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Netherlands: Plans for revised, renewed international tax rulings policy

Netherlands: Revised international tax rulings policy

The Ministry of Finance, in a 23 April 2019 letter to the Lower House, announced plans to revise and renew the policy for issuing tax rulings of an “international nature.” Under this revised policy, there would be stricter requirements for international tax rulings. The revised practice would be effective 1 July 2019.


Related content

A version of a revised international tax ruling practice was previously announced in November 2018. Read TaxNewsFlash

The purpose of the revision would be to provide a more transparent ruling practice and to enhance the quality of tax rulings for taxpayers with “real activities.” The proposed adjustments to the ruling practice would relate to the content, transparency, and process for all international tax rulings.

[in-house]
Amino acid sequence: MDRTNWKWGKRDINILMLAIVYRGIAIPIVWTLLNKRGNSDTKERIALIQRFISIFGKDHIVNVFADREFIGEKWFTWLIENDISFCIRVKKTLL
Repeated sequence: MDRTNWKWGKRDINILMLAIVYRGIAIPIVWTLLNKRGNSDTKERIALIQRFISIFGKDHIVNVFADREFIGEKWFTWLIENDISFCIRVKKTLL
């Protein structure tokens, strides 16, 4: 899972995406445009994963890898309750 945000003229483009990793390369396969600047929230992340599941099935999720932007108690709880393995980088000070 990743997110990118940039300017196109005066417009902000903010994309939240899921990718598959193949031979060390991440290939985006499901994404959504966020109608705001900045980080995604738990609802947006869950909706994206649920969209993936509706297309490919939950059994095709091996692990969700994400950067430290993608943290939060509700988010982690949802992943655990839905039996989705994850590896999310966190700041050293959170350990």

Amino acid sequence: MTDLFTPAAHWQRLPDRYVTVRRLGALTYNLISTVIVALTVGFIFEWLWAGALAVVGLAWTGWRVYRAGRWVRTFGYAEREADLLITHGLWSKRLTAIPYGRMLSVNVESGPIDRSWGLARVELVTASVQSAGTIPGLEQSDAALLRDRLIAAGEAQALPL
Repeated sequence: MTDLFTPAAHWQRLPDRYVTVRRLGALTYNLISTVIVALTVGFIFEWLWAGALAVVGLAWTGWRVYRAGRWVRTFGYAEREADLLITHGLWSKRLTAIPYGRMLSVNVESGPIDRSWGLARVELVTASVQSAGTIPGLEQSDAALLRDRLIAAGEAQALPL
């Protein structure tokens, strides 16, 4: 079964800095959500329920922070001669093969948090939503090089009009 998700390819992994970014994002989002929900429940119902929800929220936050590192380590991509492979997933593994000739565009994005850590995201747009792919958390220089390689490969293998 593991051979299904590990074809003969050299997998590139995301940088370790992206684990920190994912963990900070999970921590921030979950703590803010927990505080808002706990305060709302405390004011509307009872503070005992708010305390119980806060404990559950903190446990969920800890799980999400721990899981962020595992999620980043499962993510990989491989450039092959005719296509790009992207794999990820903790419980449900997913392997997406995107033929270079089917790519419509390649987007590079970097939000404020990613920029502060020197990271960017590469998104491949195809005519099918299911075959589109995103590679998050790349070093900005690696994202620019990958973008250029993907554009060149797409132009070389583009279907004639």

The new international tax ruling policy would be intended to provide certainty for taxpayers, and would apply to tax rulings that relate to the application of corporation tax and dividend tax and to the application of income tax treaty measures—for instance, this revised practice would apply to advance pricing agreements (APAs) as well as rulings concerning participation exemptions, the innovation box regime, and the tonnage tax regime, and to rulings concerning whether there is a permanent establishment and to agreements on the allocation of assets and profits to a permanent establishment.

The revised tax rulings policy would also describe situations when the tax authorities would not conduct preliminary consultations (so that no ruling could be issued) such as situations when:

  • The taxpayer applicant has insufficient economic nexus in the Netherlands.
  • Tax saving (whether Dutch tax or foreign tax) is the sole or primary reason for the subject transaction.
  • A party to the transaction is established in a country that is on the Dutch list of low-tax and non-cooperative countries.